James McLaren Formula E
Jake Hughes and Rene Rast were chosen for their ability to drive fast and execute the necessary strategy for energy management. – McLaren Racing

Selecting Rast and Hughes as McLaren’s Formula E drivers was not simply because they know how to drive fast. James believes both drivers have the mental aptitude to execute energy management strategies throughout the race and squeeze maximum performance.

“As with many other motorsports, you’ve got a certain amount of energy that you’re able to deploy during the race and the management of that energy is absolutely crucial,” James said. “What we’re seeing typically in electric motorsports now is the hardware side of things. The efficiencies that we’re seeing in the powertrain as a whole, they’re getting up to the sort of 96%, 97%, 98% efficiency, so the gains that you get through that further and further become more marginal.”

With much more room for improvement, software is a different matter. To make the best decisions, the drivers need data, and that is where James believes McLaren Formula E will make their greatest impact.

“And then you really switch that focus to the software and that’s where you’re going to see the most the most improvement and the most gains,” James continued. “It’s then using that software to ensure that you’re deploying the energy in the most efficient manner during race, and thereby giving the driver the most performance. And that’s something which is incredibly complicated, but I find it a fascinating area to work in.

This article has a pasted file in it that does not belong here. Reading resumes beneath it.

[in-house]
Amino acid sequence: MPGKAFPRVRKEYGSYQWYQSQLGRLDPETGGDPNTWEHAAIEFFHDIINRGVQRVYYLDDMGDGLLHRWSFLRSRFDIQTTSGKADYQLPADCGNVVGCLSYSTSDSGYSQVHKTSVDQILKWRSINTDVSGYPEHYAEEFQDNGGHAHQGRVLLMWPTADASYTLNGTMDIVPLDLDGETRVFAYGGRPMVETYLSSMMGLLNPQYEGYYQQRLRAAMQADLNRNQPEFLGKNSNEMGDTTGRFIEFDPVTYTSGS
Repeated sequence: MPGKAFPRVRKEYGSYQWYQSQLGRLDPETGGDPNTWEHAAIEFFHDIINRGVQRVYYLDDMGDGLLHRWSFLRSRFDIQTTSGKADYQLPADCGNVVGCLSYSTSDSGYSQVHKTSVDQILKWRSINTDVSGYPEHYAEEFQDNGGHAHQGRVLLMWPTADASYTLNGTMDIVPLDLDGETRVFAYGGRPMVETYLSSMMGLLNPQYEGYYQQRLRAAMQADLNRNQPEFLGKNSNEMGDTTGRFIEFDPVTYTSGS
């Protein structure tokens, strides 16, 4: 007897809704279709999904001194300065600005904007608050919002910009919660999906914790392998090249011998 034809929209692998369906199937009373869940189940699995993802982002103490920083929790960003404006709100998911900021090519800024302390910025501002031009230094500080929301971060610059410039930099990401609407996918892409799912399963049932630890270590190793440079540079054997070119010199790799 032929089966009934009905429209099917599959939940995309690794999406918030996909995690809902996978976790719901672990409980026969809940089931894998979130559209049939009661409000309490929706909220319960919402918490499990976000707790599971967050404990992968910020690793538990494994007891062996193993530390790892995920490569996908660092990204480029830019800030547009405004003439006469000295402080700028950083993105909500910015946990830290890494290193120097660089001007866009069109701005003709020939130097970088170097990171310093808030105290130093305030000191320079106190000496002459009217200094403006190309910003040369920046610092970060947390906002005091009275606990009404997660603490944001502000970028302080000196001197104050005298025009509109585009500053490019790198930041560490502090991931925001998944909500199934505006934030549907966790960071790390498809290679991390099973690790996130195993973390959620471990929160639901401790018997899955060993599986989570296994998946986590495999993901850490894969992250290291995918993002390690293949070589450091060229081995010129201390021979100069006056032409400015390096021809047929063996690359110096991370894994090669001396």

“The benefit of being involved in racing is you can really push the envelope in a way that you can’t do on road cars. And I think that that’s where that value comes in. It means that you accelerate the development a lot quicker. We will get ahead of the curve – and we are getting ahead of the curve now – and that will mean that the electric motorsports remain part of the overall development process.

“The key to that is also making sure that the racing’s exciting and fun for the fans. If we can, we can tick both of those boxes, then it’s got a very bright future ahead of it.”